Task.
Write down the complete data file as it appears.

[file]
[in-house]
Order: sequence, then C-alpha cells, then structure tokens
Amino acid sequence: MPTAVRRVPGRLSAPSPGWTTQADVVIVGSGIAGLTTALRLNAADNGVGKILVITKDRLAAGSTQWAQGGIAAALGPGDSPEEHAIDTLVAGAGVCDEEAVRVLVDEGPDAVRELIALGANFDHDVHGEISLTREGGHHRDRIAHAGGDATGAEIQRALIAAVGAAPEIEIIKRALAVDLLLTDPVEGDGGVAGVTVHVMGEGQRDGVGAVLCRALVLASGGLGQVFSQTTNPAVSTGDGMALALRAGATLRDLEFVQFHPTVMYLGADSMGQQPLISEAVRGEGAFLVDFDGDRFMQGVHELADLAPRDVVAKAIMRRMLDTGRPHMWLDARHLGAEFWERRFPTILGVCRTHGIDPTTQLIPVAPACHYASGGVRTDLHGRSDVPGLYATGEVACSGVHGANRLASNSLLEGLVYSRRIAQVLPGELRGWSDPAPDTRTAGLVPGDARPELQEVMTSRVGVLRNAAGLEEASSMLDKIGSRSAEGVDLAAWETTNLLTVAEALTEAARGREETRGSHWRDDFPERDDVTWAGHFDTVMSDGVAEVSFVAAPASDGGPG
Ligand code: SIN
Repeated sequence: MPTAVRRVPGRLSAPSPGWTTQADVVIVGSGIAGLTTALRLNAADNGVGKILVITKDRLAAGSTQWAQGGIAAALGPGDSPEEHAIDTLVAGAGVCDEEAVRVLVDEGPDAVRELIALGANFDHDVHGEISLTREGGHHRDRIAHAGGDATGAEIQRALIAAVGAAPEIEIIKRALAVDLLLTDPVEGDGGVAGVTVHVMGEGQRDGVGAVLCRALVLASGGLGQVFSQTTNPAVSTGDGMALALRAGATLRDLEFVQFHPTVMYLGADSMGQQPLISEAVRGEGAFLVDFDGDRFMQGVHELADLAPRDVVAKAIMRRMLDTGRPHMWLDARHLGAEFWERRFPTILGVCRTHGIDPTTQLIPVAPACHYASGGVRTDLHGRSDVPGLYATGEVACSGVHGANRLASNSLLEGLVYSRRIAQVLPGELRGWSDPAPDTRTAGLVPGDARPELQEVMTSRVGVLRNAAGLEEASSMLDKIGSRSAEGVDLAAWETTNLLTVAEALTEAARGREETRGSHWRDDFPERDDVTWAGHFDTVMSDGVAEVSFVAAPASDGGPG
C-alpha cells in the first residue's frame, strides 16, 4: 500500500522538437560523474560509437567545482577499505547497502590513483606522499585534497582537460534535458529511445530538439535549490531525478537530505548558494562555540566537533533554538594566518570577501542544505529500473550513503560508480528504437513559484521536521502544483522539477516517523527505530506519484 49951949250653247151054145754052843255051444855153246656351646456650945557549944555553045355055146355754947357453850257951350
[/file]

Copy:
[in-house]
Order: sequence, then C-alpha cells, then structure tokens
Amino acid sequence: MPTAVRRVPGRLSAPSPGWTTQADVVIVGSGIAGLTTALRLNAADNGVGKILVITKDRLAAGSTQWAQGGIAAALGPGDSPEEHAIDTLVAGAGVCDEEAVRVLVDEGPDAVRELIALGANFDHDVHGEISLTREGGHHRDRIAHAGGDATGAEIQRALIAAVGAAPEIEIIKRALAVDLLLTDPVEGDGGVAGVTVHVMGEGQRDGVGAVLCRALVLASGGLGQVFSQTTNPAVSTGDGMALALRAGATLRDLEFVQFHPTVMYLGADSMGQQPLISEAVRGEGAFLVDFDGDRFMQGVHELADLAPRDVVAKAIMRRMLDTGRPHMWLDARHLGAEFWERRFPTILGVCRTHGIDPTTQLIPVAPACHYASGGVRTDLHGRSDVPGLYATGEVACSGVHGANRLASNSLLEGLVYSRRIAQVLPGELRGWSDPAPDTRTAGLVPGDARPELQEVMTSRVGVLRNAAGLEEASSMLDKIGSRSAEGVDLAAWETTNLLTVAEALTEAARGREETRGSHWRDDFPERDDVTWAGHFDTVMSDGVAEVSFVAAPASDGGPG
Ligand code: SIN
Repeated sequence: MPTAVRRVPGRLSAPSPGWTTQADVVIVGSGIAGLTTALRLNAADNGVGKILVITKDRLAAGSTQWAQGGIAAALGPGDSPEEHAIDTLVAGAGVCDEEAVRVLVDEGPDAVRELIALGANFDHDVHGEISLTREGGHHRDRIAHAGGDATGAEIQRALIAAVGAAPEIEIIKRALAVDLLLTDPVEGDGGVAGVTVHVMGEGQRDGVGAVLCRALVLASGGLGQVFSQTTNPAVSTGDGMALALRAGATLRDLEFVQFHPTVMYLGADSMGQQPLISEAVRGEGAFLVDFDGDRFMQGVHELADLAPRDVVAKAIMRRMLDTGRPHMWLDARHLGAEFWERRFPTILGVCRTHGIDPTTQLIPVAPACHYASGGVRTDLHGRSDVPGLYATGEVACSGVHGANRLASNSLLEGLVYSRRIAQVLPGELRGWSDPAPDTRTAGLVPGDARPELQEVMTSRVGVLRNAAGLEEASSMLDKIGSRSAEGVDLAAWETTNLLTVAEALTEAARGREETRGSHWRDDFPERDDVTWAGHFDTVMSDGVAEVSFVAAPASDGGPG
C-alpha cells in the first residue's frame, strides 16, 4: 500500500522538437560523474560509437567545482577499505547497502590513483606522499585534497582537460534535458529511445530538439535549490531525478537530505548558494562555540566537533533554538594566518570577501542544505529500473550513503560508480528504437513559484521536521502544483522539477516517523527505530506519484 49951949250653247151054145754052843255051444855153246656351646456650945557549944555553045355055146355754947357453850257951350